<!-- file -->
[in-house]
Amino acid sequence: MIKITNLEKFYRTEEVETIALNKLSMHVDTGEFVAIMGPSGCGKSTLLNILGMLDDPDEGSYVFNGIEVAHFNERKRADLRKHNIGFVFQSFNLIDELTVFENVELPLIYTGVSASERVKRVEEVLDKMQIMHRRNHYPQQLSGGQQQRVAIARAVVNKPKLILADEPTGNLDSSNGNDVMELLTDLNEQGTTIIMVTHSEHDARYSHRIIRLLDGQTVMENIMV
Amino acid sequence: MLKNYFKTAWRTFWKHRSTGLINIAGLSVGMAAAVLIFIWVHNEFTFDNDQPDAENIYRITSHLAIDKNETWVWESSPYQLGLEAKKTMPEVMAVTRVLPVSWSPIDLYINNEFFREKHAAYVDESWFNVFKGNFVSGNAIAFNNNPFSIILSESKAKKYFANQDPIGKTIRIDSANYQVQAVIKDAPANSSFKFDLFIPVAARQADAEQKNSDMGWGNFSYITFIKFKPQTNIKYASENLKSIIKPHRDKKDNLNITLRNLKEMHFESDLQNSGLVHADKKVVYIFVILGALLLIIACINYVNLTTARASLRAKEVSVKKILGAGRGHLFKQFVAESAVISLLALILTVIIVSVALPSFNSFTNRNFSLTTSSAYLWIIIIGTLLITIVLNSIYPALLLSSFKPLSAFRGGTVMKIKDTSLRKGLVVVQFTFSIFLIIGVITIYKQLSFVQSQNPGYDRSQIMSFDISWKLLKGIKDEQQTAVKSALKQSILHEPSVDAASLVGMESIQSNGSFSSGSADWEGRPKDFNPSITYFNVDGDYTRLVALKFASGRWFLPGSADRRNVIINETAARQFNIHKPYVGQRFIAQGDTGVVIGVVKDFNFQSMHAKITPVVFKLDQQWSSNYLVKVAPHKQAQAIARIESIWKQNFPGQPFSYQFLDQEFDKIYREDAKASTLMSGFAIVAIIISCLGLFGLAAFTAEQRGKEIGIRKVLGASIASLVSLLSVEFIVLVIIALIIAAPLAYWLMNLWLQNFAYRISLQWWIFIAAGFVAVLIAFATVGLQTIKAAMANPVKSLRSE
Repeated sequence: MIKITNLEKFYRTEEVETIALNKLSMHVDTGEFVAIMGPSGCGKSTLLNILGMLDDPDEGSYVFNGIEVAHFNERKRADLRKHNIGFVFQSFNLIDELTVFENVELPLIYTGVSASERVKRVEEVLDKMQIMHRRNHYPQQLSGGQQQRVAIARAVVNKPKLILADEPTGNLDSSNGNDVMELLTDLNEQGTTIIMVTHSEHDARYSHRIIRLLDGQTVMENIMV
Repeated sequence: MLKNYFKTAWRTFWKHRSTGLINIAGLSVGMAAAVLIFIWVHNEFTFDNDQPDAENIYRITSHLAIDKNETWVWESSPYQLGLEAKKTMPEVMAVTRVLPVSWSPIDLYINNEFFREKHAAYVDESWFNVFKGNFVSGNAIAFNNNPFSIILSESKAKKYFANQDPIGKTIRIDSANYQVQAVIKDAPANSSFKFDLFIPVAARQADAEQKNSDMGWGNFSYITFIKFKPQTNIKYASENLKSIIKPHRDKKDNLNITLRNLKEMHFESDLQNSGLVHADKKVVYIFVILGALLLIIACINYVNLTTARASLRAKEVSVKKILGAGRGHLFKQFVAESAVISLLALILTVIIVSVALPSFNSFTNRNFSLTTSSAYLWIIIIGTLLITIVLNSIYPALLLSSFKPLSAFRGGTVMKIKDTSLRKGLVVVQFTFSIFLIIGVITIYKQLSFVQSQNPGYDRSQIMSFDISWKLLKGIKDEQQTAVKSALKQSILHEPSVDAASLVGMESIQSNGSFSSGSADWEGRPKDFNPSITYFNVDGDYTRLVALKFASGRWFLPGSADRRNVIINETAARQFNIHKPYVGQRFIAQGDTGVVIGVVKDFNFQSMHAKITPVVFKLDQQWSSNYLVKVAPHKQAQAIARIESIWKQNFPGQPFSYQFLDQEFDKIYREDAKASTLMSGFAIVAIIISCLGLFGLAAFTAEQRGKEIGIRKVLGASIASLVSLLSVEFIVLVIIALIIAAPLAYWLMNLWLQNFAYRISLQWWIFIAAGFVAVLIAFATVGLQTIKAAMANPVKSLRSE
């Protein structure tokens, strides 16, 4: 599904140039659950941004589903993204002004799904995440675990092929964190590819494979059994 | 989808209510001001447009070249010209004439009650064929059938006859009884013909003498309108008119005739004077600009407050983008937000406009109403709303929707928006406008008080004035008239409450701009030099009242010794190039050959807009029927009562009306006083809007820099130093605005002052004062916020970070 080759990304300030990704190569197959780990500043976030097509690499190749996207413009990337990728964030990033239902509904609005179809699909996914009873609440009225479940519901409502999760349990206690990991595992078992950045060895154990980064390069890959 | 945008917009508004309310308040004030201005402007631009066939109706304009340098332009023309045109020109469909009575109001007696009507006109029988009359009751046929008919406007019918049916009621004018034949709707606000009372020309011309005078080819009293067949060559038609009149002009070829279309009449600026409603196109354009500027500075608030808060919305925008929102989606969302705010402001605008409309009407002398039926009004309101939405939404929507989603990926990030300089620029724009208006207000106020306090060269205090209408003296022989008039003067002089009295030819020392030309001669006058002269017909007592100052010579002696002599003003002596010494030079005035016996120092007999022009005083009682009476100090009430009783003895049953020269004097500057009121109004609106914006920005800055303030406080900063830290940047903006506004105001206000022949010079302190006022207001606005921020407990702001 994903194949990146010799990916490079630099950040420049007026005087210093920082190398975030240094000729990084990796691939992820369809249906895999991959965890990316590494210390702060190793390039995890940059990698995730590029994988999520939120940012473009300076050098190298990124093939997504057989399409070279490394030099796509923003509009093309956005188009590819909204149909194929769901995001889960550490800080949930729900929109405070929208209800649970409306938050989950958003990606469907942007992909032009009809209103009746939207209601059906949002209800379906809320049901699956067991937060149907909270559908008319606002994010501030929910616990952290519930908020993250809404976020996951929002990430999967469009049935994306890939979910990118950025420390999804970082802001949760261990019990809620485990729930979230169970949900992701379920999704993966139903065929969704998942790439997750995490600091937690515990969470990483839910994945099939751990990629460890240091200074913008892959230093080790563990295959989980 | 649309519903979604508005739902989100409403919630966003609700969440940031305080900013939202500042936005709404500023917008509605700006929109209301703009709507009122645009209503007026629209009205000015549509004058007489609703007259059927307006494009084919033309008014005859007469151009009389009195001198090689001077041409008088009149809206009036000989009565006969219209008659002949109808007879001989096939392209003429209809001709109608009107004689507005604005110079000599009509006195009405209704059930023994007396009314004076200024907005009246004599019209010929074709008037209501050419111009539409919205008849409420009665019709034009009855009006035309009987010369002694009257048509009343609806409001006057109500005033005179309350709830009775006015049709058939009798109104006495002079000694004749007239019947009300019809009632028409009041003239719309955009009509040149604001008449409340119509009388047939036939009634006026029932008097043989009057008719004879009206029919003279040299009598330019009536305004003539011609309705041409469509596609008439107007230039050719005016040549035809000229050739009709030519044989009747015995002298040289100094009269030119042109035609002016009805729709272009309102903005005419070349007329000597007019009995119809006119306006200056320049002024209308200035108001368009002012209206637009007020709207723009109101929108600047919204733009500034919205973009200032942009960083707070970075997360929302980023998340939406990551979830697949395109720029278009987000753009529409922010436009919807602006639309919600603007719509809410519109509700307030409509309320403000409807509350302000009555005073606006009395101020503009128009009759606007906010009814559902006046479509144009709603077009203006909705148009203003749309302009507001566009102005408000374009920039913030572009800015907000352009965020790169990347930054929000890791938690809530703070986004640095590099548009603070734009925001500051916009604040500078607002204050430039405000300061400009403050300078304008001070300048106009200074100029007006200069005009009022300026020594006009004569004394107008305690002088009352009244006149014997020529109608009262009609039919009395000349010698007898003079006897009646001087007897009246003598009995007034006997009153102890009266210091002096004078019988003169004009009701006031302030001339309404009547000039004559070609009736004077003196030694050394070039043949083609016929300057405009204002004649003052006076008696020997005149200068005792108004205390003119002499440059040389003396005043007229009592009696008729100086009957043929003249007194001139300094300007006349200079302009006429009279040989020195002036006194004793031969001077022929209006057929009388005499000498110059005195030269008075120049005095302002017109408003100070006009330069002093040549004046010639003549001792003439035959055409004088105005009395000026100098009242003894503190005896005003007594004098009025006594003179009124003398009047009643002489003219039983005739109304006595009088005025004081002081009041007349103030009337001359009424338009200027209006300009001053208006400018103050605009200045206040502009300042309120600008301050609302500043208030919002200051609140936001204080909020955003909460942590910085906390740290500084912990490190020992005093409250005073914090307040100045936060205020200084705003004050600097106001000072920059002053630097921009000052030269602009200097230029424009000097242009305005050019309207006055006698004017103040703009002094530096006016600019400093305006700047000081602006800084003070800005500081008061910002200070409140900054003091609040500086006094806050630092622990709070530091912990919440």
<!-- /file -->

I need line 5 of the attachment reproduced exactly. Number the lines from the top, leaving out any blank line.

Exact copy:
Repeated sequence: MLKNYFKTAWRTFWKHRSTGLINIAGLSVGMAAAVLIFIWVHNEFTFDNDQPDAENIYRITSHLAIDKNETWVWESSPYQLGLEAKKTMPEVMAVTRVLPVSWSPIDLYINNEFFREKHAAYVDESWFNVFKGNFVSGNAIAFNNNPFSIILSESKAKKYFANQDPIGKTIRIDSANYQVQAVIKDAPANSSFKFDLFIPVAARQADAEQKNSDMGWGNFSYITFIKFKPQTNIKYASENLKSIIKPHRDKKDNLNITLRNLKEMHFESDLQNSGLVHADKKVVYIFVILGALLLIIACINYVNLTTARASLRAKEVSVKKILGAGRGHLFKQFVAESAVISLLALILTVIIVSVALPSFNSFTNRNFSLTTSSAYLWIIIIGTLLITIVLNSIYPALLLSSFKPLSAFRGGTVMKIKDTSLRKGLVVVQFTFSIFLIIGVITIYKQLSFVQSQNPGYDRSQIMSFDISWKLLKGIKDEQQTAVKSALKQSILHEPSVDAASLVGMESIQSNGSFSSGSADWEGRPKDFNPSITYFNVDGDYTRLVALKFASGRWFLPGSADRRNVIINETAARQFNIHKPYVGQRFIAQGDTGVVIGVVKDFNFQSMHAKITPVVFKLDQQWSSNYLVKVAPHKQAQAIARIESIWKQNFPGQPFSYQFLDQEFDKIYREDAKASTLMSGFAIVAIIISCLGLFGLAAFTAEQRGKEIGIRKVLGASIASLVSLLSVEFIVLVIIALIIAAPLAYWLMNLWLQNFAYRISLQWWIFIAAGFVAVLIAFATVGLQTIKAAMANPVKSLRSE